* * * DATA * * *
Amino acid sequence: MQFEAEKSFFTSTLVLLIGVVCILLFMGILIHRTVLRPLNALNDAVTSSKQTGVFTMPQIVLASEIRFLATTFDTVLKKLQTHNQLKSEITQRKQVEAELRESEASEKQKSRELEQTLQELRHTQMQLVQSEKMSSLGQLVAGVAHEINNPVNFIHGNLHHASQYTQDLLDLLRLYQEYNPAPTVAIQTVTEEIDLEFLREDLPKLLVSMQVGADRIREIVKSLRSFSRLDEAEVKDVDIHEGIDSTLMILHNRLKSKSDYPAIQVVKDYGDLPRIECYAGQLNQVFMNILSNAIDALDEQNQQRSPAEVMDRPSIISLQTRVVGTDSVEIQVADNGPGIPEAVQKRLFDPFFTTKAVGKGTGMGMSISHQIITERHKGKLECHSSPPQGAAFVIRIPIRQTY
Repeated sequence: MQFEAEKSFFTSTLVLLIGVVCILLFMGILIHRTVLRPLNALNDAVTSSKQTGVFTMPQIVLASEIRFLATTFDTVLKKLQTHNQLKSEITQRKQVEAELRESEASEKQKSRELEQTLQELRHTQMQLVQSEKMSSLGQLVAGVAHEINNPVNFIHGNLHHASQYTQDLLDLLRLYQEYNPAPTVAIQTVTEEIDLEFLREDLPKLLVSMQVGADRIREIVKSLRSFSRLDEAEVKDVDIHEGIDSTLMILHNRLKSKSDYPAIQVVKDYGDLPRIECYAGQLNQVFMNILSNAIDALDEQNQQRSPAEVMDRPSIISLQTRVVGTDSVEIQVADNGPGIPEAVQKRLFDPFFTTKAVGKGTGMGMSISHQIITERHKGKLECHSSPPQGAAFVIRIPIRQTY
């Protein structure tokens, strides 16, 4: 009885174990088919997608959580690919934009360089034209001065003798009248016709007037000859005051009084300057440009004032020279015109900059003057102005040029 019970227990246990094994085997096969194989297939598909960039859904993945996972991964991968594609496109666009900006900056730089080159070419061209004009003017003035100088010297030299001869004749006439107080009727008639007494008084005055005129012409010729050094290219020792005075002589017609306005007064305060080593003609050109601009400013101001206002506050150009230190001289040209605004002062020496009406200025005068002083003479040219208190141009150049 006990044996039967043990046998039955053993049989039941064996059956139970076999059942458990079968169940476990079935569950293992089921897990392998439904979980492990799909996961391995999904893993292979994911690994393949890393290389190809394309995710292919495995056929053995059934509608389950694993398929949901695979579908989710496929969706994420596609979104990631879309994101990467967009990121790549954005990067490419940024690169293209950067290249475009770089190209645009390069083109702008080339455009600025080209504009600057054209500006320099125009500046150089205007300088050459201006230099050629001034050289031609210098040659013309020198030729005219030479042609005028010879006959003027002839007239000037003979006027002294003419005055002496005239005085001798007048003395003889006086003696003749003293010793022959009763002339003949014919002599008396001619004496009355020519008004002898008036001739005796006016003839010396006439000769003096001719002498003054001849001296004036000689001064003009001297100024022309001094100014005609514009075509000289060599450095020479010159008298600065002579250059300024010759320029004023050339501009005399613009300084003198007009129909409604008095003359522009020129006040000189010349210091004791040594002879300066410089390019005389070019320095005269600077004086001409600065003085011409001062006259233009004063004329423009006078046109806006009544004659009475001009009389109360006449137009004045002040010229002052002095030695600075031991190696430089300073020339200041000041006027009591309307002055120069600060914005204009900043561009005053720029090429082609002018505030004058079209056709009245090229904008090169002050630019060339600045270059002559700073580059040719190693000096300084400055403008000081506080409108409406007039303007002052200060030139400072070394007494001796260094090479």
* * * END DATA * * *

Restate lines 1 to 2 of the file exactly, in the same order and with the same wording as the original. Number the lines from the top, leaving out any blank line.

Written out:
Amino acid sequence: MQFEAEKSFFTSTLVLLIGVVCILLFMGILIHRTVLRPLNALNDAVTSSKQTGVFTMPQIVLASEIRFLATTFDTVLKKLQTHNQLKSEITQRKQVEAELRESEASEKQKSRELEQTLQELRHTQMQLVQSEKMSSLGQLVAGVAHEINNPVNFIHGNLHHASQYTQDLLDLLRLYQEYNPAPTVAIQTVTEEIDLEFLREDLPKLLVSMQVGADRIREIVKSLRSFSRLDEAEVKDVDIHEGIDSTLMILHNRLKSKSDYPAIQVVKDYGDLPRIECYAGQLNQVFMNILSNAIDALDEQNQQRSPAEVMDRPSIISLQTRVVGTDSVEIQVADNGPGIPEAVQKRLFDPFFTTKAVGKGTGMGMSISHQIITERHKGKLECHSSPPQGAAFVIRIPIRQTY
Repeated sequence: MQFEAEKSFFTSTLVLLIGVVCILLFMGILIHRTVLRPLNALNDAVTSSKQTGVFTMPQIVLASEIRFLATTFDTVLKKLQTHNQLKSEITQRKQVEAELRESEASEKQKSRELEQTLQELRHTQMQLVQSEKMSSLGQLVAGVAHEINNPVNFIHGNLHHASQYTQDLLDLLRLYQEYNPAPTVAIQTVTEEIDLEFLREDLPKLLVSMQVGADRIREIVKSLRSFSRLDEAEVKDVDIHEGIDSTLMILHNRLKSKSDYPAIQVVKDYGDLPRIECYAGQLNQVFMNILSNAIDALDEQNQQRSPAEVMDRPSIISLQTRVVGTDSVEIQVADNGPGIPEAVQKRLFDPFFTTKAVGKGTGMGMSISHQIITERHKGKLECHSSPPQGAAFVIRIPIRQTY